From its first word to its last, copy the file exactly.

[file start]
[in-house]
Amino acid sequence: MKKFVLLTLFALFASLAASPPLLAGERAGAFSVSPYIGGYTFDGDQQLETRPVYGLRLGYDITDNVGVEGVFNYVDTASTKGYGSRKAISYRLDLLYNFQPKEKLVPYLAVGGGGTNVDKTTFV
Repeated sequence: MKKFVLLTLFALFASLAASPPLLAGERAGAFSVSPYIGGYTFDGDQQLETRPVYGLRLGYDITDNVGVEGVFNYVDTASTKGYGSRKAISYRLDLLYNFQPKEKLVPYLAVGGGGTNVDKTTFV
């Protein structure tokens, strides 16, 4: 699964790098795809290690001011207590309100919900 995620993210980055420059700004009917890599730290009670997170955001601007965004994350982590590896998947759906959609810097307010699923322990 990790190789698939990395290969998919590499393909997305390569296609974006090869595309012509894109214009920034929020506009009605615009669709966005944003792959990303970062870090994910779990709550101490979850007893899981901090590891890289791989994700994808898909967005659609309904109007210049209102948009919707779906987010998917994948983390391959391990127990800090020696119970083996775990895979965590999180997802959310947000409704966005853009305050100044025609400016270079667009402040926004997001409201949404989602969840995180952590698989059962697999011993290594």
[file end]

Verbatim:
[in-house]
Amino acid sequence: MKKFVLLTLFALFASLAASPPLLAGERAGAFSVSPYIGGYTFDGDQQLETRPVYGLRLGYDITDNVGVEGVFNYVDTASTKGYGSRKAISYRLDLLYNFQPKEKLVPYLAVGGGGTNVDKTTFV
Repeated sequence: MKKFVLLTLFALFASLAASPPLLAGERAGAFSVSPYIGGYTFDGDQQLETRPVYGLRLGYDITDNVGVEGVFNYVDTASTKGYGSRKAISYRLDLLYNFQPKEKLVPYLAVGGGGTNVDKTTFV
């Protein structure tokens, strides 16, 4: 699964790098795809290690001011207590309100919900 995620993210980055420059700004009917890599730290009670997170955001601007965004994350982590590896998947759906959609810097307010699923322990 990790190789698939990395290969998919590499393909997305390569296609974006090869595309012509894109214009920034929020506009009605615009669709966005944003792959990303970062870090994910779990709550101490979850007893899981901090590891890289791989994700994808898909967005659609309904109007210049209102948009919707779906987010998917994948983390391959391990127990800090020696119970083996775990895979965590999180997802959310947000409704966005853009305050100044025609400016270079667009402040926004997001409201949404989602969840995180952590698989059962697999011993290594």